Structures can be built in so many ways and there are so many processes and tools that can be used for managing innovation that this alone can bring a number of different challenges.
Without the right infrastructure for implementing ideas, the right processes for making decisions, and the right communication channels, very few of the ideas that people are coming up with will actually see the light of day.
Often, the issue is that innovation isn't managed very well. For example, rigid organizational structures with ‘command and control’ leadership styles can hinder innovation as they often have many layers of management where people have small spans of control and are working in independently operating functional silos.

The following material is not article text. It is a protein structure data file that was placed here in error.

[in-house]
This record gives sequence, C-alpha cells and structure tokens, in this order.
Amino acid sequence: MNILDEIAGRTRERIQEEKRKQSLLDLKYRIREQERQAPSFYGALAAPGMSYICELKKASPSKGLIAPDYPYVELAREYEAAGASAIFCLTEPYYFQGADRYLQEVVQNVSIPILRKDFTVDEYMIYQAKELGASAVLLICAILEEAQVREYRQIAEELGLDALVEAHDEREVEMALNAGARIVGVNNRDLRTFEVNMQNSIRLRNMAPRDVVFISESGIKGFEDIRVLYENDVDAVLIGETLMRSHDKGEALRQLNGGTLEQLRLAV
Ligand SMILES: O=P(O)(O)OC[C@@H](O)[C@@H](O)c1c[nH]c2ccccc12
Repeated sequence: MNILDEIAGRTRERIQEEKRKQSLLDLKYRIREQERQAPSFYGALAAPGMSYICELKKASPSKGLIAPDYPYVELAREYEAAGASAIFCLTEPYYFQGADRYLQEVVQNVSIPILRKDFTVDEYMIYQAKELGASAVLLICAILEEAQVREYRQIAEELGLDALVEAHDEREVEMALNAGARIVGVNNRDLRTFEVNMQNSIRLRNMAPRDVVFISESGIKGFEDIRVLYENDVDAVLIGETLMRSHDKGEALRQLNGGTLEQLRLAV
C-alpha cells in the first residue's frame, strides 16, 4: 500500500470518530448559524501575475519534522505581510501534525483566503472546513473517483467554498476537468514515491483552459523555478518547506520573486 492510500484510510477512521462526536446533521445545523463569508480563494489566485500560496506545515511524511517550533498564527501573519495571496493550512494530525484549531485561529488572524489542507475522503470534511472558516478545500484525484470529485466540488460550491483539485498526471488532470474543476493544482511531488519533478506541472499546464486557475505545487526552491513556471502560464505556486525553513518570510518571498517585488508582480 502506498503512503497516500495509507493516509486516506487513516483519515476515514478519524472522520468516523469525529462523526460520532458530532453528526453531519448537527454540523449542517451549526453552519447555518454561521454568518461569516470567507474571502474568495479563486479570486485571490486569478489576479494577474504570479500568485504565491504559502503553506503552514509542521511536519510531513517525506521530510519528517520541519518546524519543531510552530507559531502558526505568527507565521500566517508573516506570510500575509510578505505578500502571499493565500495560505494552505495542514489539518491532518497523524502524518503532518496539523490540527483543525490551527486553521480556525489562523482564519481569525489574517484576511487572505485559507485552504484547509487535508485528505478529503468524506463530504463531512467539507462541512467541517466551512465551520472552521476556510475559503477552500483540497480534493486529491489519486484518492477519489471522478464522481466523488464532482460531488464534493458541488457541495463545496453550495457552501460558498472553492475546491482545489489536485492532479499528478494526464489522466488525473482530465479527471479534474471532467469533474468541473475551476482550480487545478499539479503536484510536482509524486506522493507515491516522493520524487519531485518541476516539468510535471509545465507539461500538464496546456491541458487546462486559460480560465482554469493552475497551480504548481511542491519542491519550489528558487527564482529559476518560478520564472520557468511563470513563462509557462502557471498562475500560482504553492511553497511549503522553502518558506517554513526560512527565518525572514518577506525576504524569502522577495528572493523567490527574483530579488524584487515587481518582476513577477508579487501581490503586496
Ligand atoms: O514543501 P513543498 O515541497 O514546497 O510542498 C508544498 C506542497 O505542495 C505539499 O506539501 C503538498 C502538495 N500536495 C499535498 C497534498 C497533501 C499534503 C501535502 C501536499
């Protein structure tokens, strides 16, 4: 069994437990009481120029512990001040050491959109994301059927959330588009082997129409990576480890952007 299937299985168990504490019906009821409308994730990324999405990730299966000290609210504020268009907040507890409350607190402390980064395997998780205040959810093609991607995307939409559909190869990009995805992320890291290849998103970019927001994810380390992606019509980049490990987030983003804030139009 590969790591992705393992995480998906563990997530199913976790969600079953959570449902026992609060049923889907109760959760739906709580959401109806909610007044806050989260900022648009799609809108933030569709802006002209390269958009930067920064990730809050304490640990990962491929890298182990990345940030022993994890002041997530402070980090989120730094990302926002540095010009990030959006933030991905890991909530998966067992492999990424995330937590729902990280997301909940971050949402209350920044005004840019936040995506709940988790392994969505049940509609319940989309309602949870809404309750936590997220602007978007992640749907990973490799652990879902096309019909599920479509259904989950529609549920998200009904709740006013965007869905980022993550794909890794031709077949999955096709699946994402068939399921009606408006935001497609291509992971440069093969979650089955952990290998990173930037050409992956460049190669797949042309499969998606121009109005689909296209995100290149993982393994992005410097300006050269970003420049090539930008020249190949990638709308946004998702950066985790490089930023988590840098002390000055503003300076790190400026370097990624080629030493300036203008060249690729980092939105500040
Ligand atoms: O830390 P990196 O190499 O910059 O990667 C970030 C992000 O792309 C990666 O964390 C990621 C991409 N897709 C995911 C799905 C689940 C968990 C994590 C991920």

While certain tasks, such as manufacturing, definitely need greater rigidity and control, innovation often benefits from flexibility and adaptability.
Teams working on innovation need to be able to move fast and adapt to their environment, as well as make decisions independent of the traditional ways of doing things in the organization.
However, you still need some structure and the right processes to be able to scale. Thus, finding the right balance can be challenging.
Another difficulty organizations face is engaging their customers and employees in the innovation process.
According to Capgemini’s innovation survey, 4 out of 10 respondents said that their processes and technology aren’t aligned to enable communication and interaction with their stakeholders.